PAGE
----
She found that even after turning in the story for the anthology, Merci had a lot more to say. “I wasn’t finished with her, or she wasn’t finished with me,” Medina said. “You know how Merci is. She keeps coming at you.”

Medina also felt strongly that the moment was right for a story about the particularities of the immigrant experience and the universal truths about growing up.

“I worry for children right now, especially in Latino families, around the issue of immigration,” she said. “These children are not deaf. They are hearing all of this political talk. We need books that sound and look the way we as Americans look, books that get into the corners of children’s experiences.” And though her Pura Belpré Awards are cherished achievements—“It’s the award of your language, of your home, of your parents,” she said—the Newbery will bring a much wider audience to Merci’s story. “That sticker is like a magic portal,” she said.

There is also this: the Newbery conveys on a book something close to immortality, and on its author membership in a very exclusive club. “Just to join the amazing authors who have already won, that my name is going to be part of that list, that is why my knees buckled, why I wept,” Medina said. “One day, my grandchild will walk into a library and see the title of my book as a Newbery winner and say, ‘My abuela wrote that.’”

Not that she is an abuela, yet, mind you. “No, right, don’t make me a grandmother yet,” she said. “Someday in the future, my grandchild will say that.”

Sandra Cisneros to receive PEN/Nabokov Award for international literature

Original article by Michael Schaub found here:

Sandra Cisneros, the Mexican American novelist whose books “The House on Mango Street” and “Woman Hollering Creek” are widely considered contemporary classics of American literature, has won the PEN/Nabokov Award for Achievement in International Literature.


Cisneros is the third author to win the annual award, after Syrian poet Adonis in 2017

In a telephone interview with The Times, Cisneros said she was surprised to receive the award from the literary foundation PEN America.

“It’s astonishing,” she said. “I truly don’t feel that I’ve arrived at where I want to be yet. I feel that I’m just getting started.”

The PEN/Nabokov Award, a collaboration between PEN America and the Vladimir Nabokov Literary Foundation, is given each year to “a living author whose body of work, either written in or translated into English, represents the highest level of achievement in fiction, nonfiction, poetry, and/or drama, and is of enduring originality and consummate craftsmanship,” according to PEN America’s website

This year’s award was judged by authors Alexander Chee, Edwidge Danticat and Valeria Luiselli. “In a formidable and awe-inspiring body of work, which includes fiction, memoir, and poetry, Cisneros brings us astounding and lyrical voices from burning, maligned, devastated, as well as reassembled houses, and nations,” the judges wrote. “It’s hard to imagine navigating our world today without her stories and her voice guiding us toward needed much reclamation and endurance.”

“What an honor to get an award from these three writers,” Cisneros said. “What an honor. I’m so thrilled to get this award from them.”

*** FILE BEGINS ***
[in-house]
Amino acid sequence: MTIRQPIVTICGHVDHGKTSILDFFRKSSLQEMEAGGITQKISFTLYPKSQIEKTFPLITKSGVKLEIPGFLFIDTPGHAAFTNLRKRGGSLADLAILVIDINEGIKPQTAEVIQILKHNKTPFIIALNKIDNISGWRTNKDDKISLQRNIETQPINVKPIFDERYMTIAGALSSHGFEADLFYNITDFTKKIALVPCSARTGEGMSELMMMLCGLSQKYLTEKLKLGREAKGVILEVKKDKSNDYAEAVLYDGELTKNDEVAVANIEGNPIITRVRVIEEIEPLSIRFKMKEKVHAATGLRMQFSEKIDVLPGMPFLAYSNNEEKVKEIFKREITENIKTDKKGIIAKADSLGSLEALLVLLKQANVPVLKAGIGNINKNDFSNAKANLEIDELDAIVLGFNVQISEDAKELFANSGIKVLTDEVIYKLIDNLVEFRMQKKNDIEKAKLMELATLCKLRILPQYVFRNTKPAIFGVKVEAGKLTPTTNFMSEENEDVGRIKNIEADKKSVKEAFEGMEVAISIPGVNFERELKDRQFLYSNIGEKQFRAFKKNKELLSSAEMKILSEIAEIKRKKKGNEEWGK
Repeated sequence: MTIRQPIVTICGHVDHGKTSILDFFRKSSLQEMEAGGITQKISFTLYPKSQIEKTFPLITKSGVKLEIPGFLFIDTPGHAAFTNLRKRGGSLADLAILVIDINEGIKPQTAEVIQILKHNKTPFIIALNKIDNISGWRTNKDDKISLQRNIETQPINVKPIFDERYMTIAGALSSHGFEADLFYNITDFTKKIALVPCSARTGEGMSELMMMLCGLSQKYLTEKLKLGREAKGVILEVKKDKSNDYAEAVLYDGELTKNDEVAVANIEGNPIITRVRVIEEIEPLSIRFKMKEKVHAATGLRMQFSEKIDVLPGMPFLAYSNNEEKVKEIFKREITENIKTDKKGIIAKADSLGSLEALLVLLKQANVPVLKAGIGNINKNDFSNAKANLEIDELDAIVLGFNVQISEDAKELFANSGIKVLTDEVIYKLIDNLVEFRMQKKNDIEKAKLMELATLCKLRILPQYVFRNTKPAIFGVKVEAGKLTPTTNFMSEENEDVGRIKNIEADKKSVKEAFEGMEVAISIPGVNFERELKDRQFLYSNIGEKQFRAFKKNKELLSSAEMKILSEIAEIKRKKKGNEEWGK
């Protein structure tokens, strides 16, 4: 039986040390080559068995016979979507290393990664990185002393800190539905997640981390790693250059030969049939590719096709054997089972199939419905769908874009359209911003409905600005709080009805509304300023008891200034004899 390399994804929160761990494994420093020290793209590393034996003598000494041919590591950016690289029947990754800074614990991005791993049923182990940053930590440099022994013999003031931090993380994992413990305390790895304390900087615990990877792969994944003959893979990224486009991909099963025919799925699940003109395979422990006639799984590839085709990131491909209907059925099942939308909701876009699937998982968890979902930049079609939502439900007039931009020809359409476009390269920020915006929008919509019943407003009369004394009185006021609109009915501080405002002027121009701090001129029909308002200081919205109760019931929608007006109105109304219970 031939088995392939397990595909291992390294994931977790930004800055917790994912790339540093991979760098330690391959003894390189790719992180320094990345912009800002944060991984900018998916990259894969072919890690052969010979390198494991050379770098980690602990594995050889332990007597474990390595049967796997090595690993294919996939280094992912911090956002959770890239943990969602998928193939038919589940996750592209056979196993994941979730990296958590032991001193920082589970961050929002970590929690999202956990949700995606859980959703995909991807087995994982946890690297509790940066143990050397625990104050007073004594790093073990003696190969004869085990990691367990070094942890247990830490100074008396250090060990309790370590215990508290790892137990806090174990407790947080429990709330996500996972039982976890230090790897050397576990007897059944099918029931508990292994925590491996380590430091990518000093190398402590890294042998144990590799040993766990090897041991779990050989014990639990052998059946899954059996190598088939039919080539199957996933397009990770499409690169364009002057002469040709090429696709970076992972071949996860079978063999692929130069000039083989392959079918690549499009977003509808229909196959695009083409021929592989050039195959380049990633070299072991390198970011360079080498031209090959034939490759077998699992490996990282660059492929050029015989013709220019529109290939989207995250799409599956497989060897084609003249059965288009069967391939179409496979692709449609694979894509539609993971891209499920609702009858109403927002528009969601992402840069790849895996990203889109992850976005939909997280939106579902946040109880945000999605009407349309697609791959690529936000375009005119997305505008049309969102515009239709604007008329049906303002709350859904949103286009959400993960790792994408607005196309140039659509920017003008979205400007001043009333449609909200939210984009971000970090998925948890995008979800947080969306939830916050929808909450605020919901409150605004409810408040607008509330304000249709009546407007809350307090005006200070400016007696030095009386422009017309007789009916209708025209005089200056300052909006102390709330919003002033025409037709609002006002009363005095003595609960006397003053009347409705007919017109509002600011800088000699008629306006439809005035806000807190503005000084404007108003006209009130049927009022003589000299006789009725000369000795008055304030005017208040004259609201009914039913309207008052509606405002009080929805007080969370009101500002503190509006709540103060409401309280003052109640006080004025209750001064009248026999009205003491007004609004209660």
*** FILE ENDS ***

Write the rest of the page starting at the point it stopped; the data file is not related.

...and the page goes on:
PEN America Literary Awards program director Nadxieli Nieto credited Cisneros with “inspiring a new era of Latinx writers we see emerging today.”

“A focus on cross-cultural dialogue, translation and international literature has long been at the heart of PEN America’s Literary Awards program, and it is especially fitting that a binational writer with such an impressive and lyrical body of work is the PEN/Nabokov honoree this year. We are immensely honored to present this award to Sandra Cisneros,” Nieto said.

Cisneros was born in 1954 in Chicago, and made her literary debut in 1980 with a poetry chapbook called “Bad Boys.” Four years after that, she published “The House on Mango Street,” a novel inspired in part by her upbringing in Chicago. The novel remains a staple on school reading lists, and is considered a classic of Latina literature in the United States.

Her other books include the 1991 short-story collection “Woman Hollering Creek,” named after an actual waterway near San Antonio, where she lived for many years, and the 2002 novel “Caramelo.” Her most recent book, an illustrated chapbook called “Puro Amor,” was published by Sarabande Press last year.

Cisneros now lives in the Mexican town of San Miguel de Allende. She told The Times that her move from the U.S. to Mexico was spurred by a need for solitude.

“I almost became too much of a nurturer when I was living in San Antonio,” she said. “I started two foundations, and I kept finding myself distracted from my own writing by looking after the careers of other writers. I really needed to find a house with a good wall around it, and some place that I could retreat and recharge, and I find that here in Mexico.”

The PEN/Nabokov Award comes with a $50,000 cash prize, which Cisneros said she is planning to use to buy a house for her employees.

“I’m so happy to be able to do this,” she said. “I just love them, and they are my family here, my spiritual family, and I always wanted to buy them a house and now I can.”

Cisneros is scheduled to accept her award at the 2019 PEN America Literary Awards Ceremony in New York on Feb. 26, which will be hosted by comedian Hari Kondabolu. Special guests at the ceremony are to include Tara Westover, Jamel Brinkley, Jennifer Egan and Alexander Chee.